In 2010 the American Society for Information Science and Technology published a study of efficacy of the 'machine categorization'. See, Herbert L. Roitblat, Anne Kershaw, and Patrick Oot, Document Categorization in Legal Electronic Discovery:Computer Classification vs. Manual Review, 61(1) J. Assoc. Inf. Sci. Technol. 70–80 (2010). The study compared the results of a document review performed by 225 attorneys in response to a Second Request from the Department of Justice under the Hart-Scott-Rodino Act (concerning an investigation of the acquisition of MCI by Verizon) with the results of automated categorization performed by two e-discovery vendors.
225 attorneys performed the initial review in two teams - one looking for privileged documents and the other looking for relevant documents. Two re-review groups (Teams A & B) both reviewed the same 5,000 documents in order to create seed sets for two different e-discovery vendors, one based in California and the other in Texas. The vendors operated without knowledge of the other's results. The data consisted of 2.3 million documents totaling 1.3 TB that were collected from 83 custodians. Only 1.6 million documents remained after duplicates were eliminated. The original team of attorneys took 4 months to identify 176,000 documents for production. The cost of the review was $13.5 million.
This table compares the coherence between the various studies. [Apparently there's a typo and the last row should refer to 'Original v. System D']. A Verizon attorney, Patrick Oot, one of the authors of the study, 'adjudicated' decisions made by the reviewers for the seed sets deciding which one was right when they disagreed. The confirmation by this subject matter expert lends credence to the finding that in the set of 5,000 the original team missed 739 relevant documents.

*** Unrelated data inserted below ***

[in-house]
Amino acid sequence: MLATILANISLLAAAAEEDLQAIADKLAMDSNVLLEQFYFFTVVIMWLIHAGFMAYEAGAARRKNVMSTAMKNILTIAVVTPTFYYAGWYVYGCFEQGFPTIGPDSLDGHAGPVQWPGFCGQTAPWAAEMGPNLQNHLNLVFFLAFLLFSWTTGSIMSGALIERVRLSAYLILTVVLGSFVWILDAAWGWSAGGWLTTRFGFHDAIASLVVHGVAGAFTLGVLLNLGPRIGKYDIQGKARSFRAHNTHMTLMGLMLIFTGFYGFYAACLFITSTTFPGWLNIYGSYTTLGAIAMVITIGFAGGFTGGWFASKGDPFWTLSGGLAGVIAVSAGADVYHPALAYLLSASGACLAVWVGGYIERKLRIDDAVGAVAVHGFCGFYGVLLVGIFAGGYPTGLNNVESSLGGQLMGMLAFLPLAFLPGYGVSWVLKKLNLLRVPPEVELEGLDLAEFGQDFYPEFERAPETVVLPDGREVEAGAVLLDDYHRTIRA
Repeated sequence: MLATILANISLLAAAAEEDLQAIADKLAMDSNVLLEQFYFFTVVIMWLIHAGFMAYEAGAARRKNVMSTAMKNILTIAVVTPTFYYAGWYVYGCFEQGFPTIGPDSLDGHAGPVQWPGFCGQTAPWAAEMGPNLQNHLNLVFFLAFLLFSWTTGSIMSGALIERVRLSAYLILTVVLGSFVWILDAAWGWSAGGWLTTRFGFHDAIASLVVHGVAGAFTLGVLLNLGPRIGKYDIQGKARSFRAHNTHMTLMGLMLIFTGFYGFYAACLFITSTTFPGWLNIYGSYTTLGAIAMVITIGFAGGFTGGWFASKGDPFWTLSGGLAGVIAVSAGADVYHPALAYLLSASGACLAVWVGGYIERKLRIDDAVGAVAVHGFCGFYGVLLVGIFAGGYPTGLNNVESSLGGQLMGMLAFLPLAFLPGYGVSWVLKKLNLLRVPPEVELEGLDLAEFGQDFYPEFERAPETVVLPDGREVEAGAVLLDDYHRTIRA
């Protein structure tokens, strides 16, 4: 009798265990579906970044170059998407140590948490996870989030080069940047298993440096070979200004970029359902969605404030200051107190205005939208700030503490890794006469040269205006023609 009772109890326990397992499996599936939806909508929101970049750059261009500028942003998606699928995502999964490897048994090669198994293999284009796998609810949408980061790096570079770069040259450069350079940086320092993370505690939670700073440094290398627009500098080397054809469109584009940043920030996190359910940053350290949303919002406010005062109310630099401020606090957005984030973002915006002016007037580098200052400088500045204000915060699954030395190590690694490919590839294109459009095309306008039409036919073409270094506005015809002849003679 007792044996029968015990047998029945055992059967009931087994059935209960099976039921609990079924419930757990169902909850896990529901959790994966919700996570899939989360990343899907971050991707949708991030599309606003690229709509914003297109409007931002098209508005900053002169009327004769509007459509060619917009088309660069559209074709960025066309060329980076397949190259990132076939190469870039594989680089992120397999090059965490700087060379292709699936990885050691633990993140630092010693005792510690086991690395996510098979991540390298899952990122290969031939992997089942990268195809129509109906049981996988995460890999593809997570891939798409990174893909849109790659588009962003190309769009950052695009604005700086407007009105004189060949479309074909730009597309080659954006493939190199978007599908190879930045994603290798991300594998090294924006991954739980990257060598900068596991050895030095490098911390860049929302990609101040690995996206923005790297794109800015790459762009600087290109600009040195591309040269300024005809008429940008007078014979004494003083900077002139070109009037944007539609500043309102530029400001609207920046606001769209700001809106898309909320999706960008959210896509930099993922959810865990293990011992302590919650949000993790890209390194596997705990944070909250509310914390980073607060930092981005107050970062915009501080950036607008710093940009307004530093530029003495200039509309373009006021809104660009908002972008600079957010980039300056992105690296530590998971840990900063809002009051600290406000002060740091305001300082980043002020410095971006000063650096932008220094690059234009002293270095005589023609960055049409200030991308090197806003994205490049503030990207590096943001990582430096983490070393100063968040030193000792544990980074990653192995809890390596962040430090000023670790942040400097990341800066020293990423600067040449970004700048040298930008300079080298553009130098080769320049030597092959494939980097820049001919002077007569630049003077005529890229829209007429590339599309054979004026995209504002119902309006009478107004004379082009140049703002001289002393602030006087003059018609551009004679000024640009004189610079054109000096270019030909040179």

The results show that computer assisted review performed by the vendors (System C and System D) marked large numbers of documents as responsive which the original team of 225 attorneys found to be non-responsive - about 200K by both systems. They also found that about half of the documents produced after the original review were non-responsive.
There was more likely to be agreement between the teams on which documents were non-responsive than as to which were responsive.
The levels of precision and recall for the systems used by the vendors were relatively low, but the study concluded that the automated review systems yielded results at least as good as those of the human review team.